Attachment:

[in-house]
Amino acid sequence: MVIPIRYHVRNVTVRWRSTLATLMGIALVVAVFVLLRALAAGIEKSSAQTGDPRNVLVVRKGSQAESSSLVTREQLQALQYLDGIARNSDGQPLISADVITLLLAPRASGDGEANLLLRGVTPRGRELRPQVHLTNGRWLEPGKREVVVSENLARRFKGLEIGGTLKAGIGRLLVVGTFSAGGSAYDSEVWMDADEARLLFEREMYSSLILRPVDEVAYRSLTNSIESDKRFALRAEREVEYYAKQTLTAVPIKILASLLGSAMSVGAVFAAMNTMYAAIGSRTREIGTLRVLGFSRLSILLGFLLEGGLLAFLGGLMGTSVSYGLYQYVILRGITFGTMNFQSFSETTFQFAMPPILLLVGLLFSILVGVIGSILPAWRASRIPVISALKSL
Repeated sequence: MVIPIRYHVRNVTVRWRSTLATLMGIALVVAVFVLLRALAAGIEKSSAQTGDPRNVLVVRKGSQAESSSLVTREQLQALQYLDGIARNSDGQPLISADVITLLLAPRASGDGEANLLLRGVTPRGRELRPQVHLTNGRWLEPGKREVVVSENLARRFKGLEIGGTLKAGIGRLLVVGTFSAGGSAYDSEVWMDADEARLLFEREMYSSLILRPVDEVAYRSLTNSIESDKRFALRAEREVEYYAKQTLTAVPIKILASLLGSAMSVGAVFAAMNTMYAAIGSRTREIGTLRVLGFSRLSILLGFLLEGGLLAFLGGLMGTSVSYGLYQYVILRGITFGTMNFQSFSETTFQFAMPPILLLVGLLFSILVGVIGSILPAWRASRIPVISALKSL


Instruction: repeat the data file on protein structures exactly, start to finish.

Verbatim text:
[in-house]
Amino acid sequence: MVIPIRYHVRNVTVRWRSTLATLMGIALVVAVFVLLRALAAGIEKSSAQTGDPRNVLVVRKGSQAESSSLVTREQLQALQYLDGIARNSDGQPLISADVITLLLAPRASGDGEANLLLRGVTPRGRELRPQVHLTNGRWLEPGKREVVVSENLARRFKGLEIGGTLKAGIGRLLVVGTFSAGGSAYDSEVWMDADEARLLFEREMYSSLILRPVDEVAYRSLTNSIESDKRFALRAEREVEYYAKQTLTAVPIKILASLLGSAMSVGAVFAAMNTMYAAIGSRTREIGTLRVLGFSRLSILLGFLLEGGLLAFLGGLMGTSVSYGLYQYVILRGITFGTMNFQSFSETTFQFAMPPILLLVGLLFSILVGVIGSILPAWRASRIPVISALKSL
Repeated sequence: MVIPIRYHVRNVTVRWRSTLATLMGIALVVAVFVLLRALAAGIEKSSAQTGDPRNVLVVRKGSQAESSSLVTREQLQALQYLDGIARNSDGQPLISADVITLLLAPRASGDGEANLLLRGVTPRGRELRPQVHLTNGRWLEPGKREVVVSENLARRFKGLEIGGTLKAGIGRLLVVGTFSAGGSAYDSEVWMDADEARLLFEREMYSSLILRPVDEVAYRSLTNSIESDKRFALRAEREVEYYAKQTLTAVPIKILASLLGSAMSVGAVFAAMNTMYAAIGSRTREIGTLRVLGFSRLSILLGFLLEGGLLAFLGGLMGTSVSYGLYQYVILRGITFGTMNFQSFSETTFQFAMPPILLLVGLLFSILVGVIGSILPAWRASRIPVISALKSL